Can a young baseball star maintain his love of the game after the loss of his brother? Find out in this start to the Home Team series about a small town with high hopes, from New York Times bestselling author and sportswriting legend Mike Lupica.
Jack Callahan is the star of his baseball team and sixth grade is supposed to be his year. Undefeated season. Records shattered. Little League World Series. The works. That is, until he up and quits.
Jack’s best friend Gus can’t understand how Jack could leave a game that means more to them than anything else. But Jack is done. It’s a year of change. Jack’s brother has passed away, and though his family and friends and the whole town of Walton thinks baseball is just the thing he needs to move on, Jack feels it’s anything but.
In comes Cassie Bennett, star softball player, and the only person who seems to think Jack shouldn’t play if he doesn’t want to. As Jack and Cassie’s friendship deepens, their circle expands to include Teddy, a guy who’s been picked on because of his weight.
Time spent with these new friends unlocks something within Jack, and with their help and the support of his family and his old friends, Jack discovers sometimes it’s more than just the love of the game that keeps us moving—and he might just be able to find his way back to The Only Game.
1. The first chapter ends with a surprise. What hints has the author given in the chapter to show that Jack isn’t simply enjoying his first day of baseball? The reader doesn’t find out that Jack’s brother died until the end of the second chapter. Analyze how the author foreshadows this information in the first two chapters.
2. Jack deals with guilt about his brother’s death by quitting baseball. Describe the role Jack thinks he played in Brad’s death. What does Jack’s decision show about his character? Analyze how the decision affects his life both positively and negatively. Explain why Jack changes his mind about playing.
3. Brad dies before the book opens yet he’s important to the story. How is his character revealed in the book? Analyze the letter he left for Jack, what it shows about Brad, and what it means to Jack. Give examples of what Brad was like as a person and as a brother.
4. Jack admired how Brad never blamed anyone else for his problems. Instead he’d say, “I’m gonna wear it.” Discuss the importance of accountability in the plot. The expression comes up again about Teddy and baseball. How is accountability important in this scene and in sports in general?
5. Cassie, to Jack’s surprise, becomes good friends with him. Describe her character, referring to specifics in the novel. Analyze the observations that “Nobody in the sixth grade wanted to tangle with Cassie Bennett” and that she never did anything halfway. Discuss ways in which she and Jack are similar and different.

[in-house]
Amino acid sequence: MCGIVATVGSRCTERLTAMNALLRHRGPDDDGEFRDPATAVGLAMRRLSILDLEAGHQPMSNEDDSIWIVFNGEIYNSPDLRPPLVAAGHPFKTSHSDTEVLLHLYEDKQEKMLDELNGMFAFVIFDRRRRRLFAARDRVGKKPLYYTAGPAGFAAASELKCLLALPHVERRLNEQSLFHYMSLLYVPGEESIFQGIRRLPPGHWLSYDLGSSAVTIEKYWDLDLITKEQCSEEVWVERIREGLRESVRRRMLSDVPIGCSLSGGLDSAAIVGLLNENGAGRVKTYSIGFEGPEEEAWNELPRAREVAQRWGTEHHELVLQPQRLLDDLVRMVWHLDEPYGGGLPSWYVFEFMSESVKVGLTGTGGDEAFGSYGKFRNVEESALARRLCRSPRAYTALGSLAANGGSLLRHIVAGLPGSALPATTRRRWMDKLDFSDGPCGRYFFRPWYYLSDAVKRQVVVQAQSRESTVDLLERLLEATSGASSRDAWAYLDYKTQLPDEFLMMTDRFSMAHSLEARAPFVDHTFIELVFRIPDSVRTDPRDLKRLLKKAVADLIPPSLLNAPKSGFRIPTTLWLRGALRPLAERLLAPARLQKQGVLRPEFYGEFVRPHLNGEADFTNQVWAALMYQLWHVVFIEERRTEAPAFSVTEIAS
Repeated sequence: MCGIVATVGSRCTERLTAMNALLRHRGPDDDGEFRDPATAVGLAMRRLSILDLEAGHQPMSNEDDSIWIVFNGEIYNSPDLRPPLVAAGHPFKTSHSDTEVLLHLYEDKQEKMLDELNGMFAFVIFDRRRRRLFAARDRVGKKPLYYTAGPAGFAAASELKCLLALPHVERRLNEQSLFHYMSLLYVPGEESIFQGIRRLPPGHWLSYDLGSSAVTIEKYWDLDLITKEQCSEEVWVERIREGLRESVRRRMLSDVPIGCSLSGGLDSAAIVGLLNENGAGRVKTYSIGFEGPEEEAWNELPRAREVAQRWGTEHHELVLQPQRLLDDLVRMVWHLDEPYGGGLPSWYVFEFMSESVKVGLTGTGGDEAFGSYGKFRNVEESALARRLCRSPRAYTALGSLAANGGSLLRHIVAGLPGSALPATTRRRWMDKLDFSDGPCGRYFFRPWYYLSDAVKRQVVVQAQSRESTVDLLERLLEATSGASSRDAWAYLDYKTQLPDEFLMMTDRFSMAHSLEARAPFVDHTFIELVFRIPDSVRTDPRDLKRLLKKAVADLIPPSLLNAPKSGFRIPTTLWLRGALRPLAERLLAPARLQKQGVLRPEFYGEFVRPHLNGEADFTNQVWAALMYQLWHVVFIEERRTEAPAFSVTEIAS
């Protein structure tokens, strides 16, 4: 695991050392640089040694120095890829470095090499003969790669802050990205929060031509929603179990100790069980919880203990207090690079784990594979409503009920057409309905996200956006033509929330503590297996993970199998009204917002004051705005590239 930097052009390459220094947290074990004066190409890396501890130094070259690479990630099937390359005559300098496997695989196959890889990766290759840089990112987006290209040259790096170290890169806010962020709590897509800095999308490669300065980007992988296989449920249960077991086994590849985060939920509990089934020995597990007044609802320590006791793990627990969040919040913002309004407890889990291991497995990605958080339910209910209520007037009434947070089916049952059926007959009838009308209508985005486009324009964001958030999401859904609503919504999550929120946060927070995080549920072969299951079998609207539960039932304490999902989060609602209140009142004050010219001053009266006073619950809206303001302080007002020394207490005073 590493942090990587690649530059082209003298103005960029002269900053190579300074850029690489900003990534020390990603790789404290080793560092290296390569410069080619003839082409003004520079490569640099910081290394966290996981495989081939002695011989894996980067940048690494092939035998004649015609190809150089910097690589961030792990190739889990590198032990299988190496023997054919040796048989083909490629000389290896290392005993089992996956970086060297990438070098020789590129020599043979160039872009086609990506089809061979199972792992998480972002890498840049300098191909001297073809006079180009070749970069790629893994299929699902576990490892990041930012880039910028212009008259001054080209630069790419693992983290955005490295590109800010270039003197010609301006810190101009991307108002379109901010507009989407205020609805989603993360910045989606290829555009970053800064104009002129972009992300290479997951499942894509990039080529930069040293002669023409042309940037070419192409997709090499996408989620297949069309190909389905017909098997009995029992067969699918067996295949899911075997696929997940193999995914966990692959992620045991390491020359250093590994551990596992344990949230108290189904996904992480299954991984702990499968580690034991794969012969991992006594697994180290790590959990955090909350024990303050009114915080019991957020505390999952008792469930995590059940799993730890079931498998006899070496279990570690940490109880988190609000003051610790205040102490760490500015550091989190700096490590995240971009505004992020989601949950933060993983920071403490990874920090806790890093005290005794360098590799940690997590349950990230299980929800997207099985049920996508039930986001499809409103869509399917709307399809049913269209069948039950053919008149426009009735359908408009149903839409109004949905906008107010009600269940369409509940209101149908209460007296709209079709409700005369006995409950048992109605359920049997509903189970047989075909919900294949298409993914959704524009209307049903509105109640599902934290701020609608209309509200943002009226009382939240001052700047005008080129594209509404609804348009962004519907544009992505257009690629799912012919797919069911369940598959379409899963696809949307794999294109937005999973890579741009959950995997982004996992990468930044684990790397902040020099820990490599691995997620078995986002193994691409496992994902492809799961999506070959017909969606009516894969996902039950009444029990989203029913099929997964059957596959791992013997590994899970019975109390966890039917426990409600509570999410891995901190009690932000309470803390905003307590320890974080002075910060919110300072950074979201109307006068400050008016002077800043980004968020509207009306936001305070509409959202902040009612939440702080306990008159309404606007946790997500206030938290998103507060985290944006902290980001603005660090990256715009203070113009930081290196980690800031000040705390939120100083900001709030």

6. Describe Jack’s relationship with his father. What role does baseball play in their relationship? What is his father’s attitude toward Jack playing ball and quitting the team?
7. What is Jack’s mother like? Explain why Jack finds it more difficult to talk to her than to his father. How does she show that she loves him and that she understands him more than he realizes?
8. After Brad died, Jack’s mother advises, “One foot in front of the other.” Jack’s surprised when Cassie quotes her mother as saying the same thing. What does the expression mean? When is it especially useful advice to follow? Describe how different characters in the book, including Jack and Teddy, follow this advice.
9. Gus is outraged when Jack quits baseball. Discuss the reasons for his anger and describe how he expresses it. Describe different aspects of Gus’s character and how they are revealed by his actions and comments. How does Gus react when Jack finally explains why he quit the team?
10. Teddy changes a lot in the course of the book. Describe what he’s like early on and what he’s like at the end of the story. How has he changed? What prompted the changes? What about him stayed the same? Discuss why Jack enjoys being friends with Teddy and vice versa.
11. The bridge over the falls turns out to be important in several ways. Describe how Cassie, Jack, Gus, and Teddy each feel about the bridge and crossing it. What do their attitudes tell you about them? What does the bridge symbolize for Teddy? What role does it play in Teddy’s friendship with Jack?
12. Some coaches can make team sports a negative experience for players. Describe Coach John Leonard and why he’s a good coach, pointing to specific dialogue and actions. What is his attitude towards the game and how does he convey it? Give examples of how he treats the players and the message he sends through his behavior.
13. Jack also does some coaching as a volunteer with Cassie’s team. Why does he help? Describe what he does for the team. What does his approach to coaching reveal about his character? What does he learn from coaching and from observing Cassie play?